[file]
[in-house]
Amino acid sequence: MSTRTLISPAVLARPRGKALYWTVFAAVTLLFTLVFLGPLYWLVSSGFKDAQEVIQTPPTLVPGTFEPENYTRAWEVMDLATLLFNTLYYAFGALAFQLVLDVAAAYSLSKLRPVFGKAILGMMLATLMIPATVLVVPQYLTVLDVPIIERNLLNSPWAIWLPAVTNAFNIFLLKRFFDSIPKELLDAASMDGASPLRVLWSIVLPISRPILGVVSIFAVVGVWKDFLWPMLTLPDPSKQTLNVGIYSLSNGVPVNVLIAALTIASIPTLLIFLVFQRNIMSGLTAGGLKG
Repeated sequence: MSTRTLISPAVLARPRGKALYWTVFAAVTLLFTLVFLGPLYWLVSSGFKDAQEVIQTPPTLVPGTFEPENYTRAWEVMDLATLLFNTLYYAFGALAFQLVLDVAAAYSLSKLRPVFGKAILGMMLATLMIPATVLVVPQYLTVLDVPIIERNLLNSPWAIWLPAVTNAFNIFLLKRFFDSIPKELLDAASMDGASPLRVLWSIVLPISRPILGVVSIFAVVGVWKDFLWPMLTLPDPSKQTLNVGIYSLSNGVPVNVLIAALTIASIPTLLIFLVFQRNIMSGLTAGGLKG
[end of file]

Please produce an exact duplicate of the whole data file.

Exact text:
[in-house]
Amino acid sequence: MSTRTLISPAVLARPRGKALYWTVFAAVTLLFTLVFLGPLYWLVSSGFKDAQEVIQTPPTLVPGTFEPENYTRAWEVMDLATLLFNTLYYAFGALAFQLVLDVAAAYSLSKLRPVFGKAILGMMLATLMIPATVLVVPQYLTVLDVPIIERNLLNSPWAIWLPAVTNAFNIFLLKRFFDSIPKELLDAASMDGASPLRVLWSIVLPISRPILGVVSIFAVVGVWKDFLWPMLTLPDPSKQTLNVGIYSLSNGVPVNVLIAALTIASIPTLLIFLVFQRNIMSGLTAGGLKG
Repeated sequence: MSTRTLISPAVLARPRGKALYWTVFAAVTLLFTLVFLGPLYWLVSSGFKDAQEVIQTPPTLVPGTFEPENYTRAWEVMDLATLLFNTLYYAFGALAFQLVLDVAAAYSLSKLRPVFGKAILGMMLATLMIPATVLVVPQYLTVLDVPIIERNLLNSPWAIWLPAVTNAFNIFLLKRFFDSIPKELLDAASMDGASPLRVLWSIVLPISRPILGVVSIFAVVGVWKDFLWPMLTLPDPSKQTLNVGIYSLSNGVPVNVLIAALTIASIPTLLIFLVFQRNIMSGLTAGGLKG